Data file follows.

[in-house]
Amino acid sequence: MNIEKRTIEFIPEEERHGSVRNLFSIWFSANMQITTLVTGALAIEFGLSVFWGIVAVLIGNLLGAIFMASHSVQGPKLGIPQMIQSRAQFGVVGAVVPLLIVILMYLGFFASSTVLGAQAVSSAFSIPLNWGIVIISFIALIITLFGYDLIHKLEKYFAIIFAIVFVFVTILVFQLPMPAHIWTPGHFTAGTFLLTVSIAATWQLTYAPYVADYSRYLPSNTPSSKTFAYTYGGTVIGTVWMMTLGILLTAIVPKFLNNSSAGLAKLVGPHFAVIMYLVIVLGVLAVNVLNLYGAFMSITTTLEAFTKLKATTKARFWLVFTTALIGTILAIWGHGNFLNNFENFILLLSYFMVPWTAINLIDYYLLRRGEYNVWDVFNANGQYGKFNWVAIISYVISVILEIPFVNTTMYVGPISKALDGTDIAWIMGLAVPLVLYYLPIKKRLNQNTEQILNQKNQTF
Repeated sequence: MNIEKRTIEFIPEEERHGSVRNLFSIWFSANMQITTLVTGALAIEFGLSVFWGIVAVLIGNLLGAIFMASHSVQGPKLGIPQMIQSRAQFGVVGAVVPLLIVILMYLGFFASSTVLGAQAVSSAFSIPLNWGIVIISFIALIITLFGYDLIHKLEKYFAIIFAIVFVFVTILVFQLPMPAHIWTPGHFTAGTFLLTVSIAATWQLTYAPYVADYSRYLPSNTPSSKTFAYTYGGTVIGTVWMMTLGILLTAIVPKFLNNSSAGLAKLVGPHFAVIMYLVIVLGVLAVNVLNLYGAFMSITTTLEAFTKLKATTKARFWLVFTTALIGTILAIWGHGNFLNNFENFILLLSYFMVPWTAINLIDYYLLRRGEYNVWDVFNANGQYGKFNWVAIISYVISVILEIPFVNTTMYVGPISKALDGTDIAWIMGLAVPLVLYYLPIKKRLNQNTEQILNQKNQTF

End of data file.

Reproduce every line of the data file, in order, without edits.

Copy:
[in-house]
Amino acid sequence: MNIEKRTIEFIPEEERHGSVRNLFSIWFSANMQITTLVTGALAIEFGLSVFWGIVAVLIGNLLGAIFMASHSVQGPKLGIPQMIQSRAQFGVVGAVVPLLIVILMYLGFFASSTVLGAQAVSSAFSIPLNWGIVIISFIALIITLFGYDLIHKLEKYFAIIFAIVFVFVTILVFQLPMPAHIWTPGHFTAGTFLLTVSIAATWQLTYAPYVADYSRYLPSNTPSSKTFAYTYGGTVIGTVWMMTLGILLTAIVPKFLNNSSAGLAKLVGPHFAVIMYLVIVLGVLAVNVLNLYGAFMSITTTLEAFTKLKATTKARFWLVFTTALIGTILAIWGHGNFLNNFENFILLLSYFMVPWTAINLIDYYLLRRGEYNVWDVFNANGQYGKFNWVAIISYVISVILEIPFVNTTMYVGPISKALDGTDIAWIMGLAVPLVLYYLPIKKRLNQNTEQILNQKNQTF
Repeated sequence: MNIEKRTIEFIPEEERHGSVRNLFSIWFSANMQITTLVTGALAIEFGLSVFWGIVAVLIGNLLGAIFMASHSVQGPKLGIPQMIQSRAQFGVVGAVVPLLIVILMYLGFFASSTVLGAQAVSSAFSIPLNWGIVIISFIALIITLFGYDLIHKLEKYFAIIFAIVFVFVTILVFQLPMPAHIWTPGHFTAGTFLLTVSIAATWQLTYAPYVADYSRYLPSNTPSSKTFAYTYGGTVIGTVWMMTLGILLTAIVPKFLNNSSAGLAKLVGPHFAVIMYLVIVLGVLAVNVLNLYGAFMSITTTLEAFTKLKATTKARFWLVFTTALIGTILAIWGHGNFLNNFENFILLLSYFMVPWTAINLIDYYLLRRGEYNVWDVFNANGQYGKFNWVAIISYVISVILEIPFVNTTMYVGPISKALDGTDIAWIMGLAVPLVLYYLPIKKRLNQNTEQILNQKNQTF